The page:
?ome Are- Hontlle to Plan.
For many reasons the address of the
! President and his appearance before
the houses of Congress are looked
forward to as likely to be the most
notable in his career. In the first
place it will be the first time that any
1 President of the United States has
addressed Congress on the eve of a
I trip to a foreign country*. In the sec
I ond place strong evidences prevailed
yesterday that his decision to go
abroad has provoked a sentiment
which if not openly hostile is at least
out of sympathy with his declared
Senator Cummins expressed his dis
approval of the President's action by
announcing that tomorrow he will of
fer a resoiution for a comittee of #*ur
Democratic and four Republican Sen
ators to go abroad and keep the rest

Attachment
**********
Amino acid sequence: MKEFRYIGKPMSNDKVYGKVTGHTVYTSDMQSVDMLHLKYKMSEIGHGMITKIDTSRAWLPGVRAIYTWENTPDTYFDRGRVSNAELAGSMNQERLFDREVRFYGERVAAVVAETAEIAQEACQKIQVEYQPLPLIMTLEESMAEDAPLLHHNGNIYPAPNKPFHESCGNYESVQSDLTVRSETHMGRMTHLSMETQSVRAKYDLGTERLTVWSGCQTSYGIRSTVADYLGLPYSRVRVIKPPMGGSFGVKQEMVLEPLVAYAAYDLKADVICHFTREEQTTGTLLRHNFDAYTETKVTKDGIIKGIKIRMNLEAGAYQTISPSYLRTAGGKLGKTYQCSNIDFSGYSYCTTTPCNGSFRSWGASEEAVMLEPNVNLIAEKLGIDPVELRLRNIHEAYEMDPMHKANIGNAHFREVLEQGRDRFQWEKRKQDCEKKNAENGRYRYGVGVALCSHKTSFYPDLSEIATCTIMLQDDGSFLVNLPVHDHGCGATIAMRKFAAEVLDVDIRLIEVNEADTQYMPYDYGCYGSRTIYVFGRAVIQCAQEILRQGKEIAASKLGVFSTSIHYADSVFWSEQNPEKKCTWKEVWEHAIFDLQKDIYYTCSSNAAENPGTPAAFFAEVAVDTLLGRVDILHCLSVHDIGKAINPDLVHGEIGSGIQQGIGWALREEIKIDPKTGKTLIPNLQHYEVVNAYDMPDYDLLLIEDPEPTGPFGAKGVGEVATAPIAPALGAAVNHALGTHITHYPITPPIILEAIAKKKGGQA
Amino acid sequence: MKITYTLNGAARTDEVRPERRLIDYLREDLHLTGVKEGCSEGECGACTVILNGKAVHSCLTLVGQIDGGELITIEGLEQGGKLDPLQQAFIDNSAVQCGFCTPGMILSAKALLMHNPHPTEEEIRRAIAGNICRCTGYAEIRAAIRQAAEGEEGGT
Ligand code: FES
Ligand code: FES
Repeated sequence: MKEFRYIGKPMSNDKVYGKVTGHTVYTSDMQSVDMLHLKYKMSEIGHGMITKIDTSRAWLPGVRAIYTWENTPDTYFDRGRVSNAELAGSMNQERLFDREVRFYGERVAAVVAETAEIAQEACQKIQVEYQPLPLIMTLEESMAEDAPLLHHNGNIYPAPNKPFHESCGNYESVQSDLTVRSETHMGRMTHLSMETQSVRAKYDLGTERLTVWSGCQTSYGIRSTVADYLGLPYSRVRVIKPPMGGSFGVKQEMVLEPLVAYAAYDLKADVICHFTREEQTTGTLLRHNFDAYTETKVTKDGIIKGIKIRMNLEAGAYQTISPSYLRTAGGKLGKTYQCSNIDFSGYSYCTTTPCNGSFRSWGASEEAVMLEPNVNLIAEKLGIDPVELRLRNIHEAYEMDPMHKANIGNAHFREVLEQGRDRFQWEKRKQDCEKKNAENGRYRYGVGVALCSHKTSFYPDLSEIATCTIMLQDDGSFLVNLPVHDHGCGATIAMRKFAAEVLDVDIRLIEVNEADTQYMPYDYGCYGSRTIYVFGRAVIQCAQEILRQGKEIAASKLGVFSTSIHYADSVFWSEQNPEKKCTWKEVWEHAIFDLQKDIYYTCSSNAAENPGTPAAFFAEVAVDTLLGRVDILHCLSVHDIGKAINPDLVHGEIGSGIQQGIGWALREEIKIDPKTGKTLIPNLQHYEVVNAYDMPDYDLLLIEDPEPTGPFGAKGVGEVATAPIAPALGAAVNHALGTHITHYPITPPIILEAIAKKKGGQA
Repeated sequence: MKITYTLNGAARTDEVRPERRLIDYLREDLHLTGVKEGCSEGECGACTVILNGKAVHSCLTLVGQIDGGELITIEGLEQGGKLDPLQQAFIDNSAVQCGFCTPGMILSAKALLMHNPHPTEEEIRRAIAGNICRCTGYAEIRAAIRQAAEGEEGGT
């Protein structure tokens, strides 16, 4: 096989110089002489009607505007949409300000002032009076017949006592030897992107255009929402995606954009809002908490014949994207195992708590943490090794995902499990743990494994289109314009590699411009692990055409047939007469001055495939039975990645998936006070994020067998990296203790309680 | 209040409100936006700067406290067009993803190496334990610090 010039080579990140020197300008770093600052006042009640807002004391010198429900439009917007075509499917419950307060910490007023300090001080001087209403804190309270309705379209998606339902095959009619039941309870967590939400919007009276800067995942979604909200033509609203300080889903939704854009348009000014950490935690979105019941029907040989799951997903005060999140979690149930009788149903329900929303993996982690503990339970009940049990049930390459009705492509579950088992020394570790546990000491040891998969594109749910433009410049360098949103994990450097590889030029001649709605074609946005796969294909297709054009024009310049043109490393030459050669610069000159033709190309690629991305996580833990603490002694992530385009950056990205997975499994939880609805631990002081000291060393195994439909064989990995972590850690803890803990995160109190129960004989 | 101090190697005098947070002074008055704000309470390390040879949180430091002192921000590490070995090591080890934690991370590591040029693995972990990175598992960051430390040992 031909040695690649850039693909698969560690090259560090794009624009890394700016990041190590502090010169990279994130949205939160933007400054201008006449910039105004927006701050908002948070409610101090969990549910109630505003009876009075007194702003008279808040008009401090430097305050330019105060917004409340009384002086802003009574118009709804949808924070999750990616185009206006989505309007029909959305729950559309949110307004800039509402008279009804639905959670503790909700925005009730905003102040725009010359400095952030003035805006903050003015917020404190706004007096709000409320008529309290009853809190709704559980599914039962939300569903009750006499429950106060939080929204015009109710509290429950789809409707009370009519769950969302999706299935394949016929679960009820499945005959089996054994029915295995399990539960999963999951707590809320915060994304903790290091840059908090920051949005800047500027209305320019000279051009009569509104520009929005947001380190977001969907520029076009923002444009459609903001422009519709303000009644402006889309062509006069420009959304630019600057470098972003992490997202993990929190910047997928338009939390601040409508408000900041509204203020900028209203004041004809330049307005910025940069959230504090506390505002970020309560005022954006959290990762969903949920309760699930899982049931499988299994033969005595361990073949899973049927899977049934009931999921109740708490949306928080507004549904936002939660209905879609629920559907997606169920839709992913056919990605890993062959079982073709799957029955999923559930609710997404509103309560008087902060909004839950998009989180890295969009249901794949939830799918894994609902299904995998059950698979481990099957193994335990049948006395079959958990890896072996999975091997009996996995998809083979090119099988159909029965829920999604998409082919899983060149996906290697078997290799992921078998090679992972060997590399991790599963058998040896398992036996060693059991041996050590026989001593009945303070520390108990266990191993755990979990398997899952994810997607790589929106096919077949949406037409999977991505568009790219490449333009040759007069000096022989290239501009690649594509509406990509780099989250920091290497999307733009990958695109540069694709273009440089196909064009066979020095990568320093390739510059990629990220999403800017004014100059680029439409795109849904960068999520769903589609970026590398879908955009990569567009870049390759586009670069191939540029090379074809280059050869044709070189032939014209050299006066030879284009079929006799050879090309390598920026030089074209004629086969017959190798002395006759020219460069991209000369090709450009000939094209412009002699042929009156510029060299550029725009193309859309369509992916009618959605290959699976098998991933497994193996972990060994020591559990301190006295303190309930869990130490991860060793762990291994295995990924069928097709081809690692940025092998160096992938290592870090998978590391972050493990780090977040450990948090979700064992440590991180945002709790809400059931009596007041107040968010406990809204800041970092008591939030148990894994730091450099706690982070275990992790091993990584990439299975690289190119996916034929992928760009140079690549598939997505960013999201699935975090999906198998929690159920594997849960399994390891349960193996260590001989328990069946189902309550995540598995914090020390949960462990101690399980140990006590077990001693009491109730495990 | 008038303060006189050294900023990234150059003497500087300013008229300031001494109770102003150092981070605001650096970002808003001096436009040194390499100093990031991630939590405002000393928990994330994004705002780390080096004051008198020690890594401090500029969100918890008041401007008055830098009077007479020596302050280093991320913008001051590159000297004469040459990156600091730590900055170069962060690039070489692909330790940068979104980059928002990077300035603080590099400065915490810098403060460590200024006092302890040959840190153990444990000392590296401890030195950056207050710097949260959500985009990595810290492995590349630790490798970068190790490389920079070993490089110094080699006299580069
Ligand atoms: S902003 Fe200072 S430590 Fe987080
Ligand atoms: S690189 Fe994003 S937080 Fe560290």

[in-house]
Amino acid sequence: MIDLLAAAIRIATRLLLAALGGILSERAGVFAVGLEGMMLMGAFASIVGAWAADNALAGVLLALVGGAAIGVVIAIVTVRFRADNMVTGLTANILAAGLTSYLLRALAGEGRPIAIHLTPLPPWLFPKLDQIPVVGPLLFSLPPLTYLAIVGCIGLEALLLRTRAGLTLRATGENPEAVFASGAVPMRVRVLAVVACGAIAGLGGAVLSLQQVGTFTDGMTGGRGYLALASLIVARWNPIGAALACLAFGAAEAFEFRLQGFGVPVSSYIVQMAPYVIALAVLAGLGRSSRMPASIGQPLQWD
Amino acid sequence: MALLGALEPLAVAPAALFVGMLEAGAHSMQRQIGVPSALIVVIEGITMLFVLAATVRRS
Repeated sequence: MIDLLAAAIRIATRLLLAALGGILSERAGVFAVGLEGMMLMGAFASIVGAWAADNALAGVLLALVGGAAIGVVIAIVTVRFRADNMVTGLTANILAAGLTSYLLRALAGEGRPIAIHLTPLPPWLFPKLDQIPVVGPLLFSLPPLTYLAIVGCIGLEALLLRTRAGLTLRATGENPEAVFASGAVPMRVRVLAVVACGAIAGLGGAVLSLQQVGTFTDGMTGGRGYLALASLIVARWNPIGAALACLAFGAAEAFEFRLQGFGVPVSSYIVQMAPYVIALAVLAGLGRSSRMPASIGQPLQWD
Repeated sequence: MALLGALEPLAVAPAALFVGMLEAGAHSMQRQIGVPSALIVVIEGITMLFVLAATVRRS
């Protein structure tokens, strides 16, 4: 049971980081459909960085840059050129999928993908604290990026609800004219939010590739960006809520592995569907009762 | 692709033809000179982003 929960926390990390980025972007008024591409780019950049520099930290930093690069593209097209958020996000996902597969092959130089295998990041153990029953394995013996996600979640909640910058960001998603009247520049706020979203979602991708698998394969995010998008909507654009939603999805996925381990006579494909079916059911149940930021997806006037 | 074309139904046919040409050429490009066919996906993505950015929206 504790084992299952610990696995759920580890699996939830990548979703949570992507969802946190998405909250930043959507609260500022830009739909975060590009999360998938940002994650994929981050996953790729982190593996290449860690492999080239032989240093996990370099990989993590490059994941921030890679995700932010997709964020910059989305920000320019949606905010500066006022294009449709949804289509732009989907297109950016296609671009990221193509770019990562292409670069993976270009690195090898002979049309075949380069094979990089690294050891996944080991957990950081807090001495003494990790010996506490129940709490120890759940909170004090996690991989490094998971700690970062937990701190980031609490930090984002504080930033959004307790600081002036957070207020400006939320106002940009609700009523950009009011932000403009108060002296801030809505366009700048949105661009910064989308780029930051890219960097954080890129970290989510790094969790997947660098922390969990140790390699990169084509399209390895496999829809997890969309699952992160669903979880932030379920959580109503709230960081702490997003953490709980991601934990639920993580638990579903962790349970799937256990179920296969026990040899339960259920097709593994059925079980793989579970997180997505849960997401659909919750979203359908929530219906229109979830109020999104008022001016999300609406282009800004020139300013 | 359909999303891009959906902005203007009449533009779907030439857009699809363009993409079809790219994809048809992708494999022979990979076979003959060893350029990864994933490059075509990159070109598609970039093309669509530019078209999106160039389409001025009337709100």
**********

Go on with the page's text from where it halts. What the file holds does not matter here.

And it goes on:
of the Senate informed as to what
transpires at the peace table.
| Senator Hiram W. Johnson, in a
I statement issued to the press, ex
pressed himself more forcibly, as fol
" "There is no God but Gon. and
Mahomet is H* Prophet.' In selecting
himself as the head of the five Amer
ican deleagtes to the peace confer
ence. President Wilson has named
himself five times. We can not but
admire the courage of the President
in saying to 105,00n.0?0 of out people,
?I am the only American fit to sit
at the peace table.' "
falls Action Typical.
Senator Watson said:
"The President's action in entirely
overlooking the Senate In naming his
peace delegates was to be expected.
Republicans believed, however, that
he would follow the precedent to the
extent of naming a regular Republi
can as one of the commissioners. In
naming Mr. White he has followed
the same policy he always has fol